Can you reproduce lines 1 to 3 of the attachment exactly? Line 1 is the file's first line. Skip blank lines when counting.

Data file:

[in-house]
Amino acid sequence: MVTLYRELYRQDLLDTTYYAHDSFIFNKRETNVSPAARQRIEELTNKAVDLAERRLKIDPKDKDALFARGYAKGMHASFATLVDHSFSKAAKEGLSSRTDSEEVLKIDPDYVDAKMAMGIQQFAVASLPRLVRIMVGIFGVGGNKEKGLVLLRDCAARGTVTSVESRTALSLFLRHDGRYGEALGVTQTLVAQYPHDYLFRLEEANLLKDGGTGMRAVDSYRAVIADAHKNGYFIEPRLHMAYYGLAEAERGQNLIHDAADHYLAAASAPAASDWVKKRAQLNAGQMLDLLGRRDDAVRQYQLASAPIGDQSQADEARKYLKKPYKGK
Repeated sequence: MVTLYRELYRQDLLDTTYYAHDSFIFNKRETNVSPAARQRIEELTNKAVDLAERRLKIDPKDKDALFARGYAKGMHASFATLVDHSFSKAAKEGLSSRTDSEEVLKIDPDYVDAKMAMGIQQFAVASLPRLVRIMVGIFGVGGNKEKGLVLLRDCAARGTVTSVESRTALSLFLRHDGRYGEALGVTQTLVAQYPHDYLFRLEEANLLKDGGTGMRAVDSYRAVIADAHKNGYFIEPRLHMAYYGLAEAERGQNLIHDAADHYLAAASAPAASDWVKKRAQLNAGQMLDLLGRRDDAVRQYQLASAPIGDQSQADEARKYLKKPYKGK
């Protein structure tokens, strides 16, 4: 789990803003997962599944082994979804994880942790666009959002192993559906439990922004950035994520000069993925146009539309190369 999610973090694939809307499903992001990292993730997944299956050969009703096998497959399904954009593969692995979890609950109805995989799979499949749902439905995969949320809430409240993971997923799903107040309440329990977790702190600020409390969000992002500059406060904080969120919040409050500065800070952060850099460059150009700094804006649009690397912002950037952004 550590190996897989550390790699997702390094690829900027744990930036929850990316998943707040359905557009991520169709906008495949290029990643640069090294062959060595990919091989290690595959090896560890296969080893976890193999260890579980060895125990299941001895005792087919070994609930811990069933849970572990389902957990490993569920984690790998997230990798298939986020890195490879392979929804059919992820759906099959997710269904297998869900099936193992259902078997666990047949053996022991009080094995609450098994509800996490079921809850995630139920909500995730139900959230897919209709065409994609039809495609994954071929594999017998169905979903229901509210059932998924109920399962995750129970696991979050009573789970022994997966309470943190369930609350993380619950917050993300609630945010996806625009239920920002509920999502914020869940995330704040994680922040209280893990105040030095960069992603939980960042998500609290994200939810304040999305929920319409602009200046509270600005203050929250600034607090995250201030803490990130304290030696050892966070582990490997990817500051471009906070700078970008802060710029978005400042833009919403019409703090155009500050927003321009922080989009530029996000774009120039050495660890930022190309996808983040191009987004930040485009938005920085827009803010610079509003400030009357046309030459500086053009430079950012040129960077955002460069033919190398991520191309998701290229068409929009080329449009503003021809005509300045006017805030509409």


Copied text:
[in-house]
Amino acid sequence: MVTLYRELYRQDLLDTTYYAHDSFIFNKRETNVSPAARQRIEELTNKAVDLAERRLKIDPKDKDALFARGYAKGMHASFATLVDHSFSKAAKEGLSSRTDSEEVLKIDPDYVDAKMAMGIQQFAVASLPRLVRIMVGIFGVGGNKEKGLVLLRDCAARGTVTSVESRTALSLFLRHDGRYGEALGVTQTLVAQYPHDYLFRLEEANLLKDGGTGMRAVDSYRAVIADAHKNGYFIEPRLHMAYYGLAEAERGQNLIHDAADHYLAAASAPAASDWVKKRAQLNAGQMLDLLGRRDDAVRQYQLASAPIGDQSQADEARKYLKKPYKGK
Repeated sequence: MVTLYRELYRQDLLDTTYYAHDSFIFNKRETNVSPAARQRIEELTNKAVDLAERRLKIDPKDKDALFARGYAKGMHASFATLVDHSFSKAAKEGLSSRTDSEEVLKIDPDYVDAKMAMGIQQFAVASLPRLVRIMVGIFGVGGNKEKGLVLLRDCAARGTVTSVESRTALSLFLRHDGRYGEALGVTQTLVAQYPHDYLFRLEEANLLKDGGTGMRAVDSYRAVIADAHKNGYFIEPRLHMAYYGLAEAERGQNLIHDAADHYLAAASAPAASDWVKKRAQLNAGQMLDLLGRRDDAVRQYQLASAPIGDQSQADEARKYLKKPYKGK